IAS 16 and IAS 38 — Clarification of acceptable methods of depreciation and joint venture

Date recorded:


In December 2012 the IASB published for comments the Exposure Draft Clarification of Acceptable Methods of Depreciation and Amortisation (ED/2012/5), which contains a proposal to amend IAS 16 Property, Plant and Equipment and IAS 38 Intangible Assets. More specifically, the IASB proposes to prohibit a depreciation or amortisation method that uses revenue generated from an activity that includes the use of an asset.

Around half of the respondents expressed conditional agreement on the proposal however issues were raised around the following:

  • the guidance in the standards,
  • use of revenue as a proxy for consumption,
  • the meaning of the term “consumption of economic benefits” being unclear,
  • the proposed guidance in regards to the application of the diminishing balance method is confusing,
  • the proposed guidance should not be applied on a retrospective basis,
  • the statement “when it was acquired” in paragraph 62A of IAS 16 and in paragraph 98A of IAS 38 should be deleted.

Less than a third disagreed as they found the proposals too prescriptive and rules based rather than principles. They also found the current guidance banning the use of revenue based methods as revenue is measure of output as opposed to a measure of consumption of economic benefits and prices changes within revenue are not directly linked with the consumption of related assets.

Less than a quarter agreed as they thought the proposal clarified the requirements in IAS 16 and IAS 38.

At this meeting staff recommended that the use of a revenue based method should be prohibited in all circumstances thereby removing the description included in the BC of the limited circumstances in which revenue dates would be correlated with production date.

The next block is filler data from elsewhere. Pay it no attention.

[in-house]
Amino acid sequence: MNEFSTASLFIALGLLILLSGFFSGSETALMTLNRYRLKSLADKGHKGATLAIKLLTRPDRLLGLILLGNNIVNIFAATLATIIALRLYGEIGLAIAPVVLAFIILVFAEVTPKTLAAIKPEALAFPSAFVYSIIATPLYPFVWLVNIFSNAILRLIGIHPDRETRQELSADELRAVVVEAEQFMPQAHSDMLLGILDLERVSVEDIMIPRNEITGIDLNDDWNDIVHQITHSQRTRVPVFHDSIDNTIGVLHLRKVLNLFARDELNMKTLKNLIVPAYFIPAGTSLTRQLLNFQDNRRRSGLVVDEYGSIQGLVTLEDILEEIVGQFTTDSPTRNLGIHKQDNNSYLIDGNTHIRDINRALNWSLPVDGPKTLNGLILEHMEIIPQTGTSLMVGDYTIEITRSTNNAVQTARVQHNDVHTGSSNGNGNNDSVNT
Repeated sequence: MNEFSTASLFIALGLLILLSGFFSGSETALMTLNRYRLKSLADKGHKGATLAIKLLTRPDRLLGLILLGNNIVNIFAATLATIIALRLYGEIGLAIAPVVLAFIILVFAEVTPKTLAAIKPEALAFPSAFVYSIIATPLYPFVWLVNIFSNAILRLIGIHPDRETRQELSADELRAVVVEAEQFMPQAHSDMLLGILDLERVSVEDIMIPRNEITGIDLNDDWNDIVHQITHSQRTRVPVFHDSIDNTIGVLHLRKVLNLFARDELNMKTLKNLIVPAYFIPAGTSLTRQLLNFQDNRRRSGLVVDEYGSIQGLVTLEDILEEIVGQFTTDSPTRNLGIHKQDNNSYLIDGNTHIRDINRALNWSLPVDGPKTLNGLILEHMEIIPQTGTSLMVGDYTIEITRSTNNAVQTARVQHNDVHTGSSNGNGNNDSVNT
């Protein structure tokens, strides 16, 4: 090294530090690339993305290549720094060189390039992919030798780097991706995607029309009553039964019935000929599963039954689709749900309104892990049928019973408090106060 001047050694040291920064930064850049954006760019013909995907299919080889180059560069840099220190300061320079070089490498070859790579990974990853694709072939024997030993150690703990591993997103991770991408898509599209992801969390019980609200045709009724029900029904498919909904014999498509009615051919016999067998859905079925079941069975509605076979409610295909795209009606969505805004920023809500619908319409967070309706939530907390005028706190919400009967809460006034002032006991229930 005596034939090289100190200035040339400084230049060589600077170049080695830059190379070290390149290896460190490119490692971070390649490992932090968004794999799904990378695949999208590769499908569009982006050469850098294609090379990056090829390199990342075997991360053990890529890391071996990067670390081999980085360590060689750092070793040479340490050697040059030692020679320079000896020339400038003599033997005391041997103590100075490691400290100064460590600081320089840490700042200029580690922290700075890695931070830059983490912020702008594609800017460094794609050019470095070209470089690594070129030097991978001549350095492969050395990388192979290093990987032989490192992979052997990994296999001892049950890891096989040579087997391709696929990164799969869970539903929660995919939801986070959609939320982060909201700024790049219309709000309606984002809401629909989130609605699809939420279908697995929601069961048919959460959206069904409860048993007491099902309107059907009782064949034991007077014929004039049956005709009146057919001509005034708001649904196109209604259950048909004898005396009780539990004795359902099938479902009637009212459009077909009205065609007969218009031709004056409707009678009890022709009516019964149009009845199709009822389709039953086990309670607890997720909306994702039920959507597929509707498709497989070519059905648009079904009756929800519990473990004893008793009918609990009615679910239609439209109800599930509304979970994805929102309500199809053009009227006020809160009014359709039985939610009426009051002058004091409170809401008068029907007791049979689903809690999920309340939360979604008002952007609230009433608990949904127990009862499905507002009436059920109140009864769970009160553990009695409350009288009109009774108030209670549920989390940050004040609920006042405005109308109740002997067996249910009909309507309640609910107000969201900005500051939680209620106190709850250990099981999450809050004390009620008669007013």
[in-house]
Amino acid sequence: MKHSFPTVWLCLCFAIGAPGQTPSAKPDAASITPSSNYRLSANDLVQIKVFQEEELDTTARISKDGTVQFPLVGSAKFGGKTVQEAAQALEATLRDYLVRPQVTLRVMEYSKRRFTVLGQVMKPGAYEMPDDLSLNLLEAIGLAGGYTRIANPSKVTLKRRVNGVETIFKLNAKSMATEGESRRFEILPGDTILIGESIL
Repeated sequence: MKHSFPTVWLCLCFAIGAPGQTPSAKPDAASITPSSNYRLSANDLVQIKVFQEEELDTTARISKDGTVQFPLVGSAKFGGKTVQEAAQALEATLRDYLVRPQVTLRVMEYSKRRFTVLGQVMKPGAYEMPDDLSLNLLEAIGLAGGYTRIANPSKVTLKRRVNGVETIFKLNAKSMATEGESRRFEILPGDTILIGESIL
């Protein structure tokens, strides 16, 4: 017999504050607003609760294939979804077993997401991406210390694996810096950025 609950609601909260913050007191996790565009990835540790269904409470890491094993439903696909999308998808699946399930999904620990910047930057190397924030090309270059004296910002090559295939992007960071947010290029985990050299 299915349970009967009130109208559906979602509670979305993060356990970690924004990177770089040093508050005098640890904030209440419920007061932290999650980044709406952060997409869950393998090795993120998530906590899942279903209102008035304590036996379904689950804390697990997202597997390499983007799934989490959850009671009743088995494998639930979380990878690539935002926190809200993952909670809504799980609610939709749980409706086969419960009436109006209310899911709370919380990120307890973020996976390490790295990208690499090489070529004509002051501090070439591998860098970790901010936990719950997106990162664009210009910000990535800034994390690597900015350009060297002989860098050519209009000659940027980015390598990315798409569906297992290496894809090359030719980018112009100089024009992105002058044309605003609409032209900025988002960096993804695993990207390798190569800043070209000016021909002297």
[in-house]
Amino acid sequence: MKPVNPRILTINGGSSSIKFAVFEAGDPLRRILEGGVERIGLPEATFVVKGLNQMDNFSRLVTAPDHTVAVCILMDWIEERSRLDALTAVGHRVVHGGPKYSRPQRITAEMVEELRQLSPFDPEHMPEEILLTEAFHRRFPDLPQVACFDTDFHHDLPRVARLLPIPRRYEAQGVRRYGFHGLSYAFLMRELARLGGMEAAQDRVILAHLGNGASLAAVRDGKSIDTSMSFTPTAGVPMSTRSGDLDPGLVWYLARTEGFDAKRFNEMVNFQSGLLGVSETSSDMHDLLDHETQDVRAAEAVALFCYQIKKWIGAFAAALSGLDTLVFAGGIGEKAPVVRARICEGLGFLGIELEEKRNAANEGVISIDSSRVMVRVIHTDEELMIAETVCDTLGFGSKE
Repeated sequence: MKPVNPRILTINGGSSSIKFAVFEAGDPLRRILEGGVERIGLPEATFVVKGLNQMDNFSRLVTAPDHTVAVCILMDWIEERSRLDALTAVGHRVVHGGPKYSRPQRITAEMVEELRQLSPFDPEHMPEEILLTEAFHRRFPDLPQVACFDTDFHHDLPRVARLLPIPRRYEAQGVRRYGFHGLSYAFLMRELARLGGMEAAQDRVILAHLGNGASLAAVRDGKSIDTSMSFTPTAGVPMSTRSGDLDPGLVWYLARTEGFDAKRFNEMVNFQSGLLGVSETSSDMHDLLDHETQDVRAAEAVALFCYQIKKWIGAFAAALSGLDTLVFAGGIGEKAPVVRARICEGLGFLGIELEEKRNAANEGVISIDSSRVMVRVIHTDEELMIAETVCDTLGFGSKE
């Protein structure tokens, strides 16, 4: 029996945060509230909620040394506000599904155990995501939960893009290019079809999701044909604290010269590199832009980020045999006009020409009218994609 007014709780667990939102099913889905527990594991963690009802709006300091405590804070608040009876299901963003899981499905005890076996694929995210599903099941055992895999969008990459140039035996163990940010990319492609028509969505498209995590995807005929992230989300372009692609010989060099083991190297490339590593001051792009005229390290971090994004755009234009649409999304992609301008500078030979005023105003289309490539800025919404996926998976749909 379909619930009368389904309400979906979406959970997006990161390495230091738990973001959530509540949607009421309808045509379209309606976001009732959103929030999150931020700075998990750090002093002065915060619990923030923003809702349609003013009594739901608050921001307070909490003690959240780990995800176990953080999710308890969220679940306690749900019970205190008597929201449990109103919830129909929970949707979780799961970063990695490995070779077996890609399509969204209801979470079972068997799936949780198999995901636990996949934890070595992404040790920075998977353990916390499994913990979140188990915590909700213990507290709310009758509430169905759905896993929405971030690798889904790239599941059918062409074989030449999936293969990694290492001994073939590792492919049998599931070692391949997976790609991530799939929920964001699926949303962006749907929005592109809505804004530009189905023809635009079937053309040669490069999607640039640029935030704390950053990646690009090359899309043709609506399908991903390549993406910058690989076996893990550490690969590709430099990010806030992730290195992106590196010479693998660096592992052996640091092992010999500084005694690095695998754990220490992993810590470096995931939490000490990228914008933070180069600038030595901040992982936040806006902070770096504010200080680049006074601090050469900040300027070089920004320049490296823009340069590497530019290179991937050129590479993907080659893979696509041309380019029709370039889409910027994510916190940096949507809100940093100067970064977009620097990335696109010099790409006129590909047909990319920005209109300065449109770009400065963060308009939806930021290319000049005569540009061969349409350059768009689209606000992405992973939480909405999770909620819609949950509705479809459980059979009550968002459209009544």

Certain members agreed with the recommendation but wanted to understand why the use of revenue as a basis should be discontinued. Other members disagreed with the recommendation and concerns were raised about particular situations where revenue may be a proxy and the outright banning of it may cause problems, examples given included cinemas. A Committee member also highlighted that this was a shift away from “Accounting Principles” and by deleting the paragraph; a rule was effectively made which is definitive and therefore unsuitable. Members suggested allowing limited use of such a basis within given circumstances and therefore emphasised on focusing on the underlying principle (that depreciation/amortisation is an estimate and a measure of the consumption of benefits as oppose to the generation of economic benefits). In addition, preparers of financial statements should exercise professional judgement around decisions that are appropriate with the calculation of amortisation when using revenue as a proxy.

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